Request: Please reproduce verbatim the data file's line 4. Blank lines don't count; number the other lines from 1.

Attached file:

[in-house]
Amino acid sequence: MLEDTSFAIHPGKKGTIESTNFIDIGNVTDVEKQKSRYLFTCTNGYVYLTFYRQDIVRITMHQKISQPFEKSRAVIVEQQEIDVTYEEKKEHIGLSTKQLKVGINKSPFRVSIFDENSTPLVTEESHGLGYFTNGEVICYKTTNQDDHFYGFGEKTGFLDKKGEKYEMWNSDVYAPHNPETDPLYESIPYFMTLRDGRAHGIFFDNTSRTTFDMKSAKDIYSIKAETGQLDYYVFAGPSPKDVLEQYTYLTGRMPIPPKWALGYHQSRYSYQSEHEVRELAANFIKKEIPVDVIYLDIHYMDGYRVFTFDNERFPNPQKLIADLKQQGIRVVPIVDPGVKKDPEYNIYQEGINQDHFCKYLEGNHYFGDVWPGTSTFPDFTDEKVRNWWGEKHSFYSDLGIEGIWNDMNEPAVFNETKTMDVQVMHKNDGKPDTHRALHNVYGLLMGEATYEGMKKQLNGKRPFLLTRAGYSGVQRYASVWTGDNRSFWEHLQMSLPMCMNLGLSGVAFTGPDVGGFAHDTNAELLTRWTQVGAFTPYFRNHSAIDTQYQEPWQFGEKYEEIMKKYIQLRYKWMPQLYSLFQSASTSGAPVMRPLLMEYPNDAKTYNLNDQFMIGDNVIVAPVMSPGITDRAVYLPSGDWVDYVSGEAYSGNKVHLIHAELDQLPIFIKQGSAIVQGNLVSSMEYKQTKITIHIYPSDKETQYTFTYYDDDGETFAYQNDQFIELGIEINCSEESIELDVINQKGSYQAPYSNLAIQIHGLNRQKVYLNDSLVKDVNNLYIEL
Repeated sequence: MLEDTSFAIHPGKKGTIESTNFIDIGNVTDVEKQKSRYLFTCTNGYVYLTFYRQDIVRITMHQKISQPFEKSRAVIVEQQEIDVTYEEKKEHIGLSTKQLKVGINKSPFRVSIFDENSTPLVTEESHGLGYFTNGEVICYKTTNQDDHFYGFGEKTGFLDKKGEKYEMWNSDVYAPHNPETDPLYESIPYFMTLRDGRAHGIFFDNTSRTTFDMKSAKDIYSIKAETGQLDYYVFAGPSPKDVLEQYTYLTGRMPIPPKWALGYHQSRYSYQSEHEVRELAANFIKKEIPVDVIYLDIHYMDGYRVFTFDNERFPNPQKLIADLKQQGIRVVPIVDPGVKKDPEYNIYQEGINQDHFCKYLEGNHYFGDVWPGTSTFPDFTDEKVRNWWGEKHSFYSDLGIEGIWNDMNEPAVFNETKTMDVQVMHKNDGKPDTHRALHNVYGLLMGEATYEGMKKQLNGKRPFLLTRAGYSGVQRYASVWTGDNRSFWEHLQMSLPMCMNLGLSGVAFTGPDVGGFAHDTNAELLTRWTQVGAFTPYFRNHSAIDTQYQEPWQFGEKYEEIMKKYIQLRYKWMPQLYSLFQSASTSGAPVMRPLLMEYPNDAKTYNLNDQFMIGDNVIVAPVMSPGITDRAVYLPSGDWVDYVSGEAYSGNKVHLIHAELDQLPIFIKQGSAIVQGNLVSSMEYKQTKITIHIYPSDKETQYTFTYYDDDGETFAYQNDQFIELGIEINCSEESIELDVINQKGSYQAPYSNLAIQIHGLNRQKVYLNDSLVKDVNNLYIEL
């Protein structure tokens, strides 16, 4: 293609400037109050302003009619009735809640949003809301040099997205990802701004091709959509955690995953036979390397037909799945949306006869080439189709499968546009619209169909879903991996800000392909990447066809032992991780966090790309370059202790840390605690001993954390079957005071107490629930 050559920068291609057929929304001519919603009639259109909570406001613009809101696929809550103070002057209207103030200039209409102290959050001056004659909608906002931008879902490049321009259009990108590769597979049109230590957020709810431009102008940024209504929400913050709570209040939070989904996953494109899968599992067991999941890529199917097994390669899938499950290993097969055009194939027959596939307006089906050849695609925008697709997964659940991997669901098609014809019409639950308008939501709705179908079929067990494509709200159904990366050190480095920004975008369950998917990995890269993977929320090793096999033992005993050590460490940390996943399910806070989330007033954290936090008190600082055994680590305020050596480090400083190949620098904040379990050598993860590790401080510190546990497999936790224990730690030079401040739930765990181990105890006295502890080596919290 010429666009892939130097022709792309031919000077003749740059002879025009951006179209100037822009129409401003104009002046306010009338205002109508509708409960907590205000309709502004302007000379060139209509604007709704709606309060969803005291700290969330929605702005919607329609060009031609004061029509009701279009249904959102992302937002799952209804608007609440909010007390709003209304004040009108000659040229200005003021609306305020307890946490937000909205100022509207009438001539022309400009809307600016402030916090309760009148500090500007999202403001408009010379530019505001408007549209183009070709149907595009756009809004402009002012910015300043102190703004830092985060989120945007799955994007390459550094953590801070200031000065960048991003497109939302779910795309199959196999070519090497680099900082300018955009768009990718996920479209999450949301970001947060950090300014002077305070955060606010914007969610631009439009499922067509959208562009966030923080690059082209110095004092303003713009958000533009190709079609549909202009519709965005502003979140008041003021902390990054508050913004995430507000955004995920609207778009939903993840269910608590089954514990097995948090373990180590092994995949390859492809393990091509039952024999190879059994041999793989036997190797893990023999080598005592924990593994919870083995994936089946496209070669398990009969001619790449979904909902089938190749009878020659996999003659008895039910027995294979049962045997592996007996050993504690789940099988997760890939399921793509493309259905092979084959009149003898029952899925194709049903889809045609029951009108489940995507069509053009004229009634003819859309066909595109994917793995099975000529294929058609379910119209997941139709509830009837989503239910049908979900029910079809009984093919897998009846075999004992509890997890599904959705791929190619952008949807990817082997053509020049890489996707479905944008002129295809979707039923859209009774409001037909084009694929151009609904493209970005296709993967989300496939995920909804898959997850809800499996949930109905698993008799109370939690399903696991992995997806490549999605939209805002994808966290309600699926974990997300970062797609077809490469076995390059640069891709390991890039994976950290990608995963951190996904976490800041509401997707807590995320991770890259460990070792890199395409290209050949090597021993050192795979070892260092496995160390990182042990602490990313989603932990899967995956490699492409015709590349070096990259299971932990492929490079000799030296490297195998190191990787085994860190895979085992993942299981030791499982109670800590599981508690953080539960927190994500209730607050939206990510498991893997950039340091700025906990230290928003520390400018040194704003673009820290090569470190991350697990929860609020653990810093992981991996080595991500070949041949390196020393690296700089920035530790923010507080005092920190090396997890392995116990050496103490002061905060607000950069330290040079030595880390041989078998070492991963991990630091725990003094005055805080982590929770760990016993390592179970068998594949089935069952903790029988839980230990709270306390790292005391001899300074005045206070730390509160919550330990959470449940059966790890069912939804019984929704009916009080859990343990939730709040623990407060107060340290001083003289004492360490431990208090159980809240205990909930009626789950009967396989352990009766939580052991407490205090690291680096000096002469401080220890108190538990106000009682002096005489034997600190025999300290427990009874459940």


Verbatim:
């Protein structure tokens, strides 16, 4: 293609400037109050302003009619009735809640949003809301040099997205990802701004091709959509955690995953036979390397037909799945949306006869080439189709499968546009619209169909879903991996800000392909990447066809032992991780966090790309370059202790840390605690001993954390079957005071107490629930 050559920068291609057929929304001519919603009639259109909570406001613009809101696929809550103070002057209207103030200039209409102290959050001056004659909608906002931008879902490049321009259009990108590769597979049109230590957020709810431009102008940024209504929400913050709570209040939070989904996953494109899968599992067991999941890529199917097994390669899938499950290993097969055009194939027959596939307006089906050849695609925008697709997964659940991997669901098609014809019409639950308008939501709705179908079929067990494509709200159904990366050190480095920004975008369950998917990995890269993977929320090793096999033992005993050590460490940390996943399910806070989330007033954290936090008190600082055994680590305020050596480090400083190949620098904040379990050598993860590790401080510190546990497999936790224990730690030079401040739930765990181990105890006295502890080596919290 010429666009892939130097022709792309031919000077003749740059002879025009951006179209100037822009129409401003104009002046306010009338205002109508509708409960907590205000309709502004302007000379060139209509604007709704709606309060969803005291700290969330929605702005919607329609060009031609004061029509009701279009249904959102992302937002799952209804608007609440909010007390709003209304004040009108000659040229200005003021609306305020307890946490937000909205100022509207009438001539022309400009809307600016402030916090309760009148500090500007999202403001408009010379530019505001408007549209183009070709149907595009756009809004402009002012910015300043102190703004830092985060989120945007799955994007390459550094953590801070200031000065960048991003497109939302779910795309199959196999070519090497680099900082300018955009768009990718996920479209999450949301970001947060950090300014002077305070955060606010914007969610631009439009499922067509959208562009966030923080690059082209110095004092303003713009958000533009190709079609549909202009519709965005502003979140008041003021902390990054508050913004995430507000955004995920609207778009939903993840269910608590089954514990097995948090373990180590092994995949390859492809393990091509039952024999190879059994041999793989036997190797893990023999080598005592924990593994919870083995994936089946496209070669398990009969001619790449979904909902089938190749009878020659996999003659008895039910027995294979049962045997592996007996050993504690789940099988997760890939399921793509493309259905092979084959009149003898029952899925194709049903889809045609029951009108489940995507069509053009004229009634003819859309066909595109994917793995099975000529294929058609379910119209997941139709509830009837989503239910049908979900029910079809009984093919897998009846075999004992509890997890599904959705791929190619952008949807990817082997053509020049890489996707479905944008002129295809979707039923859209009774409001037909084009694929151009609904493209970005296709993967989300496939995920909804898959997850809800499996949930109905698993008799109370939690399903696991992995997806490549999605939209805002994808966290309600699926974990997300970062797609077809490469076995390059640069891709390991890039994976950290990608995963951190996904976490800041509401997707807590995320991770890259460990070792890199395409290209050949090597021993050192795979070892260092496995160390990182042990602490990313989603932990899967995956490699492409015709590349070096990259299971932990492929490079000799030296490297195998190191990787085994860190895979085992993942299981030791499982109670800590599981508690953080539960927190994500209730607050939206990510498991893997950039340091700025906990230290928003520390400018040194704003673009820290090569470190991350697990929860609020653990810093992981991996080595991500070949041949390196020393690296700089920035530790923010507080005092920190090396997890392995116990050496103490002061905060607000950069330290040079030595880390041989078998070492991963991990630091725990003094005055805080982590929770760990016993390592179970068998594949089935069952903790029988839980230990709270306390790292005391001899300074005045206070730390509160919550330990959470449940059966790890069912939804019984929704009916009080859990343990939730709040623990407060107060340290001083003289004492360490431990208090159980809240205990909930009626789950009967396989352990009766939580052991407490205090690291680096000096002469401080220890108190538990106000009682002096005489034997600190025999300290427990009874459940």